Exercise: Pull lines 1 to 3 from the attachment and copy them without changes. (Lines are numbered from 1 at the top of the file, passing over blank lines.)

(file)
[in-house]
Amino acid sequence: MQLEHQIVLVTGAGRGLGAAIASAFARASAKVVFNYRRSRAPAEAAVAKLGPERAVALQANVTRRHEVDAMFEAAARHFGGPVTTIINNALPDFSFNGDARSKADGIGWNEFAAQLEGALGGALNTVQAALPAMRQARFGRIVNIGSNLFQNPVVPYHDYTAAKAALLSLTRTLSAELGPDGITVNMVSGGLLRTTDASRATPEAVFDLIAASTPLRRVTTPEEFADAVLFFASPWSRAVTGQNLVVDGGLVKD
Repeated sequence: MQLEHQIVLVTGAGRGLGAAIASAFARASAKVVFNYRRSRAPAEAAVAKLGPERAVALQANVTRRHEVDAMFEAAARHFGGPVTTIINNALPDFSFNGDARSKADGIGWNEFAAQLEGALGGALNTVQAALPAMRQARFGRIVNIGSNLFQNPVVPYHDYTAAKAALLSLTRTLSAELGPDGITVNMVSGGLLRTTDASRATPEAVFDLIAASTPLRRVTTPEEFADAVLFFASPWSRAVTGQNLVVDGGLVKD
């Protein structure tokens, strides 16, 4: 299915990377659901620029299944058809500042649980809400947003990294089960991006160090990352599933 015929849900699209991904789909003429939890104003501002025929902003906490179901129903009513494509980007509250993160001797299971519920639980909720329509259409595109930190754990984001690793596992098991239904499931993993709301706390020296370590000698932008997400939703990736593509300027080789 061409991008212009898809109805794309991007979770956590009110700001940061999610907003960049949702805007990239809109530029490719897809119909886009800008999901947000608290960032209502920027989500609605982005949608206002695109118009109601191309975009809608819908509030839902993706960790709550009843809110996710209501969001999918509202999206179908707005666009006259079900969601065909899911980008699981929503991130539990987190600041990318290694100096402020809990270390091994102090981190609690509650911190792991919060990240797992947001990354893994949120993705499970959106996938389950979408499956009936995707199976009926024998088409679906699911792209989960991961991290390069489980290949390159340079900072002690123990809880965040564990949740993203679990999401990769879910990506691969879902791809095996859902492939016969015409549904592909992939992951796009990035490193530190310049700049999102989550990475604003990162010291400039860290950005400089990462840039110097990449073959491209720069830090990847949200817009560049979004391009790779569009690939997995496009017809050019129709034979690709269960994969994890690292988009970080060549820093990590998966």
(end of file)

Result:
[in-house]
Amino acid sequence: MQLEHQIVLVTGAGRGLGAAIASAFARASAKVVFNYRRSRAPAEAAVAKLGPERAVALQANVTRRHEVDAMFEAAARHFGGPVTTIINNALPDFSFNGDARSKADGIGWNEFAAQLEGALGGALNTVQAALPAMRQARFGRIVNIGSNLFQNPVVPYHDYTAAKAALLSLTRTLSAELGPDGITVNMVSGGLLRTTDASRATPEAVFDLIAASTPLRRVTTPEEFADAVLFFASPWSRAVTGQNLVVDGGLVKD
Repeated sequence: MQLEHQIVLVTGAGRGLGAAIASAFARASAKVVFNYRRSRAPAEAAVAKLGPERAVALQANVTRRHEVDAMFEAAARHFGGPVTTIINNALPDFSFNGDARSKADGIGWNEFAAQLEGALGGALNTVQAALPAMRQARFGRIVNIGSNLFQNPVVPYHDYTAAKAALLSLTRTLSAELGPDGITVNMVSGGLLRTTDASRATPEAVFDLIAASTPLRRVTTPEEFADAVLFFASPWSRAVTGQNLVVDGGLVKD